Teacher resources and professional development across the curriculum

Teacher professional development and classroom resources across the curriculum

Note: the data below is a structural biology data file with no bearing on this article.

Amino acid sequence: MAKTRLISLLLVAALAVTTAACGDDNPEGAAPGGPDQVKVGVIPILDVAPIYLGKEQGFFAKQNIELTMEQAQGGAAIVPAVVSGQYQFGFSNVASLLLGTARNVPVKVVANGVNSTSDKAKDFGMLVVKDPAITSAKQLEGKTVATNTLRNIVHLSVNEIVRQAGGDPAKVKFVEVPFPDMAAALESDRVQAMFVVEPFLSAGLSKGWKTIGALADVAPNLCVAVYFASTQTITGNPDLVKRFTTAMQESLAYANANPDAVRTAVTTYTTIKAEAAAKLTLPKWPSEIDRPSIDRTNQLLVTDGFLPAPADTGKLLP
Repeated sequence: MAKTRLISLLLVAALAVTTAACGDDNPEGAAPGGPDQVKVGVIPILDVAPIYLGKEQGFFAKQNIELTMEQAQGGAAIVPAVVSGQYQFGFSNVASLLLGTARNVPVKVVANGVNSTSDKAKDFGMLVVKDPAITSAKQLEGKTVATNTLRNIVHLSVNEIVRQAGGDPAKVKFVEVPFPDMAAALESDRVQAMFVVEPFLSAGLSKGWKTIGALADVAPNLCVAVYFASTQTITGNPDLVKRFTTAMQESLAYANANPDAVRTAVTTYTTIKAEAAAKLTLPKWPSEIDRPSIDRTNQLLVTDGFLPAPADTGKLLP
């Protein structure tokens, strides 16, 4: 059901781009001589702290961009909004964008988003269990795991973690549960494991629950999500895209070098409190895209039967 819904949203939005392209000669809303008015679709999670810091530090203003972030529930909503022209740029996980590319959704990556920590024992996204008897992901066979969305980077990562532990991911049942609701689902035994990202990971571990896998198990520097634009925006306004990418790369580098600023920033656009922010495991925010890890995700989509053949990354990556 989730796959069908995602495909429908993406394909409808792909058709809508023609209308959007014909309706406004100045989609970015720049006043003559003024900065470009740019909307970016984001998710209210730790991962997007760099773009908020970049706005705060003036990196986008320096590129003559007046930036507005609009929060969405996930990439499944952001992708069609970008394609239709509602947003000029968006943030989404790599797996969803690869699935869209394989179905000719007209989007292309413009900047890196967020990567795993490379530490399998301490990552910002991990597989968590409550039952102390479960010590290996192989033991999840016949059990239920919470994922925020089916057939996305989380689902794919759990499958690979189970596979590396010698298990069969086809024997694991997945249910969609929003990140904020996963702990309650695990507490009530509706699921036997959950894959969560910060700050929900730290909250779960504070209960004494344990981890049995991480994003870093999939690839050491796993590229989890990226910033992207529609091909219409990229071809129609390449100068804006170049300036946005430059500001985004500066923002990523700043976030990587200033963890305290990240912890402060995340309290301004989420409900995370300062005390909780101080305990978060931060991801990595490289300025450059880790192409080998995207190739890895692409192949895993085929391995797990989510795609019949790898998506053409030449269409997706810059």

Visualization is an important part of geometrical thinking. It's the skill you use when you pretend to be somewhere else and imagine how that place looks, or when you fancy how a situation would look if things were just a little bit different. But visualization is especially problematic in three dimensions—perhaps because math curricula do not emphasize three-dimensional geometry. Some people have a hard time, for example, rotating an object in their minds to see how it would look from a different angle. When looking at a map, others find it hard both to imagine where they are on the map and to grasp the relationships of the map objects around them. Probe your space visualization skills and get practice with the three activities below. Review the background to each activity for additional ideas and connections. In I Took a Trip on a Train, you get a map and some snapshots and have to put the snapshots in order. Plot Plans and Silhouettes asks you to design a structure that would have the given silhouettes as seen from the front and the side. Shadows gives you a three-dimensional figure and a shape of a shadow, and asks whether the figure could cast the shadow given. If you think that practicing spatial visualization is the same as fantasizing, you are right—in a sense. But it's practical fantasy. Consider these examples: You park your car in the unshaded area of a lot on a sunny morning, but you know the shadow of that big tree will move to cover the car in the hot afternoon. You are facing south, looking at a map with north at the top. If you want to get to something that is to your left on the map, you will have to turn right in real life. You are giving directions on the telephone, telling someone how to make a paper airplane. You are not actually making the airplane but you can imagine what the steps are and how the plane looks when it is only partly done. You are packing presents into a carton for mailing. You use your imagination to picture how you would arrange the presents in the carton before you actually pick them up. So spatial visualization has everyday application. It's not just preparation for the abstract geometry class you may never take. And if you, for any reason, consider yourself (or your students) not very good at this kind of thing, be assured; it can be learned. You do improve with practice. The new NCTM Standards explicitly include visualization as an item under Chapter 3: Geometry. In the detailed description for grades 3–5, for example, the Council elaborates: A great deal of the work students do with three-dimensional shapes involves visualization. Through representing three-dimensional shapes in two dimensions and constructing three-dimensional shapes from two-dimensional representations, students learn to describe these shapes with more precision. In the overview for grades preK–12, it also explains: Over the grades, students should become comfortable analyzing and drawing perspective views, counting component parts, and describing attributes that cannot be seen but can be inferred. Students need to learn to physically and mentally change the position, orientation, and size of objects in systematic ways as they develop their understandings about congruence, similarity, and transformations.